Anti-Corruption Coalition Tasks National Assembly on Whistle Blower Protection BillFeatured, Latest News, News Wednesday, November 27th, 2013
By Eric Ojo
The Zero Corruption Coalition (ZCC) has urged the National Assembly to urgently review, strengthen and accelerate the process for the passage of the Whistle Blower protection bill into law in order encourage citizens to provide relevant information that will enhance the fight against corruption in Nigeria.
The group which a coalition of civil society organizations (CSOs) in the country said such a bill should by passed into law with a view to guaranteeing the safety of a Whistle blower and also ensure that a proper feedback mechanism is instituted and supported by transparent administration.
The ZCC also charged stakeholders in the Nigeria project to intensify advocacy for the amendment to Section 308 of the 1999 Constitution to remove the immunity clause that prevents the prosecution of certain public officials while still in office.
The coalition also harped on the is need to amend Section 174 of the constitution to remove or limit the powers of the Attorney General to withdraw corruption related cases or fetter the powers of the specialised agencies assigned the task of prosecuting cases of corruption in Nigeria.
The group lamented that that government at all levels only pay lip service to the fight against corruption and do not match their words with action in any serious or noticeable ways, adding that most of the enabling statutes have weak sanction mechanisms that do not constitute sufficient penalties to deter corruption.
The coalition therefore recommended that anti-corruption laws should be infused with international character such as those of the foreign corrupt practices act and the UK Bribery Act to ensure there is no hiding place for criminals and their proceeds of crime whether or not they are physically present in those jurisdictions.
This was the resolution of the group at end of a one day validation meeting on Assessing Nigeria’s Anti-Corruption Compliance with the United Nations Convention Against Corruption (UNCAC) in Preparation for Nigeria’s Country Review Mechanism with support from J4A British Council Anti-Corruption Component. The meeting which was held in Lagos had 30 participants comprising of representatives of CSOs that cut across FBOs, CBOs Youth organisations, gender focused organizations, professional bodies and media representative working on the thematic area of discussion across the country and legal practitioners.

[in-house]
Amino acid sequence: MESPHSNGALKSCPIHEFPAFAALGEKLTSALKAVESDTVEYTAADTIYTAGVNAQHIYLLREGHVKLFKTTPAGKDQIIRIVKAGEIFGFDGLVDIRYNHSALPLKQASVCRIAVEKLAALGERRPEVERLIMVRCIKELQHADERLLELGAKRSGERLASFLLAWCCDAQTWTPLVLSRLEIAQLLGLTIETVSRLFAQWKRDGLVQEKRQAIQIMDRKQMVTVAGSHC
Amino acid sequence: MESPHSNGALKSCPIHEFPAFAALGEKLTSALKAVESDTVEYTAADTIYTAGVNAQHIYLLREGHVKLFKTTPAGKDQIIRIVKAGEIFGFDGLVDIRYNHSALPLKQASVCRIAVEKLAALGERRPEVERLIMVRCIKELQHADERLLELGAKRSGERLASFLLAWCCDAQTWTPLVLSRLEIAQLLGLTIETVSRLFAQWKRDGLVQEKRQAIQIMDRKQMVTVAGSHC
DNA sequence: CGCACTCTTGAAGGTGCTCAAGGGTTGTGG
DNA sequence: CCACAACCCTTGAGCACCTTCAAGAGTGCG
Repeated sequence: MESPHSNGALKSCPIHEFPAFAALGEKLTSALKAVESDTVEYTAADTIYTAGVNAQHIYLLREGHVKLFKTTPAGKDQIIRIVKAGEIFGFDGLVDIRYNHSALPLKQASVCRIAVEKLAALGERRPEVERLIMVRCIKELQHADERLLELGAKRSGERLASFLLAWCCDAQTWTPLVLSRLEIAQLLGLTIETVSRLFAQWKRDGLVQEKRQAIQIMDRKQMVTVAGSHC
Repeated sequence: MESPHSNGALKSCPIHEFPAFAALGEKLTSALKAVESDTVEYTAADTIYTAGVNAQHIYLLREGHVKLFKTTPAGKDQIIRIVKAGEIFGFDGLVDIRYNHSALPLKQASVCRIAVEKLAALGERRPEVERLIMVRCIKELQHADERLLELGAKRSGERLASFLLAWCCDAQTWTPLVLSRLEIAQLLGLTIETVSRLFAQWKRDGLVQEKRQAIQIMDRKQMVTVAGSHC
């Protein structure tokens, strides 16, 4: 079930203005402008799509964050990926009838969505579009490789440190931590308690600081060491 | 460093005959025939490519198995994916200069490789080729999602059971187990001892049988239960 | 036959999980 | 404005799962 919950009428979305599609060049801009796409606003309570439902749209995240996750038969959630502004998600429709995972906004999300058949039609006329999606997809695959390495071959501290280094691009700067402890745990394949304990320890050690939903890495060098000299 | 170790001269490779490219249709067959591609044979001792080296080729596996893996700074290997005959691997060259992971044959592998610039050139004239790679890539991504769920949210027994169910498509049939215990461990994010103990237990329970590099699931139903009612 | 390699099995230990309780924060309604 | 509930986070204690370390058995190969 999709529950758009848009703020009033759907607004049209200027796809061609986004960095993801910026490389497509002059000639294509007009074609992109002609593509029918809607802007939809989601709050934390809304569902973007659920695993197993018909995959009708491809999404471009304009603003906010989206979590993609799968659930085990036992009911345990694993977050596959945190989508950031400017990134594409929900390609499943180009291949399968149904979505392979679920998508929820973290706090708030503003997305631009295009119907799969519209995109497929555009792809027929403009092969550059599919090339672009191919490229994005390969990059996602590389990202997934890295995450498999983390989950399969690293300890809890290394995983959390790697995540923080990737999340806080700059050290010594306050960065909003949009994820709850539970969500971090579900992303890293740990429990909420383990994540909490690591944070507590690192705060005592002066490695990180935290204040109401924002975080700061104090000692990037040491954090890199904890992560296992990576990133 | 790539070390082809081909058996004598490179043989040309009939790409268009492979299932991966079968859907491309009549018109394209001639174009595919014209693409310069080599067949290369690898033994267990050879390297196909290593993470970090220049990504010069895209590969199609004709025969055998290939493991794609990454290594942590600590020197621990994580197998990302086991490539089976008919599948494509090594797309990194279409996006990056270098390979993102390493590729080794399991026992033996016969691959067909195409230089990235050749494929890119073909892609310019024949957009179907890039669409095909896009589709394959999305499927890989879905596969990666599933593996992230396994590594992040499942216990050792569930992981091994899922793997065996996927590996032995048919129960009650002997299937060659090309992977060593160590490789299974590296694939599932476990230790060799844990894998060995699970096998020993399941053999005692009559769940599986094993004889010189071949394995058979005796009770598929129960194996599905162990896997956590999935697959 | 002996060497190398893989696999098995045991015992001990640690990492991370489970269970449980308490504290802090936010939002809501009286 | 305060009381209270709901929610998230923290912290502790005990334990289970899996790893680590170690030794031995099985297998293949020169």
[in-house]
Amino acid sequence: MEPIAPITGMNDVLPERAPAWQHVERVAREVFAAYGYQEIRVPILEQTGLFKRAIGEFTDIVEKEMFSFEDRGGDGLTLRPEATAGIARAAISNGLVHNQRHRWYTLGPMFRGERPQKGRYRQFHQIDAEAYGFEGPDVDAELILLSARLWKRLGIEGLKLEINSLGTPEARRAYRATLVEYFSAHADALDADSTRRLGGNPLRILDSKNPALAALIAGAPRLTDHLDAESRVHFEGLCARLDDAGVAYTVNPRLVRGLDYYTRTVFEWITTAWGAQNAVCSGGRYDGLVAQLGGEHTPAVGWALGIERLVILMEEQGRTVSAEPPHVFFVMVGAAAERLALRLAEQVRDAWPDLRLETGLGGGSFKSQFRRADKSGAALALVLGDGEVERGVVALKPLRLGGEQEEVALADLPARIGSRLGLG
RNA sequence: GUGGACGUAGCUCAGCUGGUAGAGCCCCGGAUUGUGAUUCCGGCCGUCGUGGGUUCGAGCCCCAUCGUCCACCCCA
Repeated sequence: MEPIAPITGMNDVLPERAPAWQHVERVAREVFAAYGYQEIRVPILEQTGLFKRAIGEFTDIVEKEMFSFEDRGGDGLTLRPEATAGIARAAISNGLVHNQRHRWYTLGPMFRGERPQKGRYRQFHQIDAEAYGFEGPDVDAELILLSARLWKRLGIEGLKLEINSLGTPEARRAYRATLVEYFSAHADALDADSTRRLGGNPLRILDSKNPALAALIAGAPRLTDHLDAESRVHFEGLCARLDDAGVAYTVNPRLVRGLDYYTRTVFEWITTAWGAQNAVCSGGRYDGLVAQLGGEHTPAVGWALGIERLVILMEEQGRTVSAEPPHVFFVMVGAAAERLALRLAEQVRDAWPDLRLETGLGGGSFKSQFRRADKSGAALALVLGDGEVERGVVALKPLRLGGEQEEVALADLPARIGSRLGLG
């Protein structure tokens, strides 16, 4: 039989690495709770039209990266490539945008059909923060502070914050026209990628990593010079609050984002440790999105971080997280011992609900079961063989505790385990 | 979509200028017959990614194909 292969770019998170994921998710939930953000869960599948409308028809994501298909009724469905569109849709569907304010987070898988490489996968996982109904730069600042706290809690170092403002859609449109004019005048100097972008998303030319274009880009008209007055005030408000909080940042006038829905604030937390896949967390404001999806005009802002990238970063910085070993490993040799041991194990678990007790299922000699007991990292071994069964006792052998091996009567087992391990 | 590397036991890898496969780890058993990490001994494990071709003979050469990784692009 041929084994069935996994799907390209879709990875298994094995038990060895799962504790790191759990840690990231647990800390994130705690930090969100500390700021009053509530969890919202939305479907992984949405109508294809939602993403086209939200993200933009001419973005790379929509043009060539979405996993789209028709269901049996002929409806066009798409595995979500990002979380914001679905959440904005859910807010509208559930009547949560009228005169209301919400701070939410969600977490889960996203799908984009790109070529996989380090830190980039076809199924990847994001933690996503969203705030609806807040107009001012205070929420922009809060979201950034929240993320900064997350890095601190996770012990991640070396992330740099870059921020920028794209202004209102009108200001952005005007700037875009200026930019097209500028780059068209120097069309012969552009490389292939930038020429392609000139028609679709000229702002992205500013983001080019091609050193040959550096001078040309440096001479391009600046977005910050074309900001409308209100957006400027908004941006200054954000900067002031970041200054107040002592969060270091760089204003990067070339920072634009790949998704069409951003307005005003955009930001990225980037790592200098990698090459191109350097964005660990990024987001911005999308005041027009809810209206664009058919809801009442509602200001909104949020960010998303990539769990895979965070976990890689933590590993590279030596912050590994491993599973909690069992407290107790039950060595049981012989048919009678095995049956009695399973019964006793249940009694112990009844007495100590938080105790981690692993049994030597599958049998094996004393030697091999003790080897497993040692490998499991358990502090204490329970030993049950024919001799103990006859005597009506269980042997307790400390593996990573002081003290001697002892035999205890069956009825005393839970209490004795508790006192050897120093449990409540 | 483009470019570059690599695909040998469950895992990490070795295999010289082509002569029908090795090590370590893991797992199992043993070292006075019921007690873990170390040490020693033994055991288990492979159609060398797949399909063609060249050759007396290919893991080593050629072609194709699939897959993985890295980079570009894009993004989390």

The aim of the validation meeting was to assess, review and publish the extent to which Nigeria’s anti-corruption initiatives conforms to the provisions of the UNCAC and to incorporate the views expressed at the validation meeting to engage with the UNCAC review team for Nigeria based on the earlier report on the UNCAC review process for Nigeria and the value of the CSO Report on Nigeria’s Implementation of the UNCAC.
The group also urged the government to embark upon judicial reforms for quick administration of Justice and elimination of undue delays experienced in trials of corruption cases in the country, noting that anti-corruption cases deserve special attention and ought to be treated as urgent matters of urgency and national interest.
“There is need to constantly review the state of our anti-corruption laws. This must be done against development of other Corrupt Free States in the world while paying special regard to local environment and special peculiarities of the Nigerian Society. There is need for creation of effective legal framework collaboration between anti- graft agencies in Nigeria to ensure a synergy of strong information network to aid prosecution”, the coalition further noted.
They also stressed the need for stakeholders to intensify sensitization and awareness creation for a total re-orientation among citizens at all levels so as to achieve the desired result in the fight against corruption, adding that the Corruption Risk Assessment (CRA) model needs to be strengthened to serve as mechanism for the prevention of corruption in the country.
“Prevention is generally believed to be better and less expensive than cure. Apart from the high cost of remedying the destruction caused by corruption as exemplified in the damage to the society and human person in the form of collapse of critical infrastructure as a result of diversion of resources meant for infrastructural development, corruption also undermines accountability and transparency in the management of public affairs as well as result in stunted socio-economic development amongst others”, the group further observed.
The coalition also lamented that there is lack of political will from both the nation’s policy makers and the opposition parties to fight corruption in Nigeria, adding that there is need for the creation of effective legal framework collaboration between anti-graft agencies in the country to ensure a synergy of strong information network to aid prosecution.
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